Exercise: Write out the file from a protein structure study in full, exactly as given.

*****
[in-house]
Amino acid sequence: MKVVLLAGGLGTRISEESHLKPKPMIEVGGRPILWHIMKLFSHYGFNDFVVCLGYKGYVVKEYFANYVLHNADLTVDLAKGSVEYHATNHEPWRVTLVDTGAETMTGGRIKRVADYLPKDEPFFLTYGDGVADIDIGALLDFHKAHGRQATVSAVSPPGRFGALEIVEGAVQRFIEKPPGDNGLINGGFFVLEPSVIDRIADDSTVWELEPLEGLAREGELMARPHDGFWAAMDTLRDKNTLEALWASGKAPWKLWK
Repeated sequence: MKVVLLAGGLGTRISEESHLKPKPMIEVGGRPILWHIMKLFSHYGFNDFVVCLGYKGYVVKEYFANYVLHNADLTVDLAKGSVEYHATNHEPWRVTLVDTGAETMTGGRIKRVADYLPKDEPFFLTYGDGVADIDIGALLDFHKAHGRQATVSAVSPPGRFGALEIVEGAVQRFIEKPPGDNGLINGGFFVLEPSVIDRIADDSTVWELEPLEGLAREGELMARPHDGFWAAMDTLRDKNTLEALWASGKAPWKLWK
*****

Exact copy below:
[in-house]
Amino acid sequence: MKVVLLAGGLGTRISEESHLKPKPMIEVGGRPILWHIMKLFSHYGFNDFVVCLGYKGYVVKEYFANYVLHNADLTVDLAKGSVEYHATNHEPWRVTLVDTGAETMTGGRIKRVADYLPKDEPFFLTYGDGVADIDIGALLDFHKAHGRQATVSAVSPPGRFGALEIVEGAVQRFIEKPPGDNGLINGGFFVLEPSVIDRIADDSTVWELEPLEGLAREGELMARPHDGFWAAMDTLRDKNTLEALWASGKAPWKLWK
Repeated sequence: MKVVLLAGGLGTRISEESHLKPKPMIEVGGRPILWHIMKLFSHYGFNDFVVCLGYKGYVVKEYFANYVLHNADLTVDLAKGSVEYHATNHEPWRVTLVDTGAETMTGGRIKRVADYLPKDEPFFLTYGDGVADIDIGALLDFHKAHGRQATVSAVSPPGRFGALEIVEGAVQRFIEKPPGDNGLINGGFFVLEPSVIDRIADDSTVWELEPLEGLAREGELMARPHDGFWAAMDTLRDKNTLEALWASGKAPWKLWK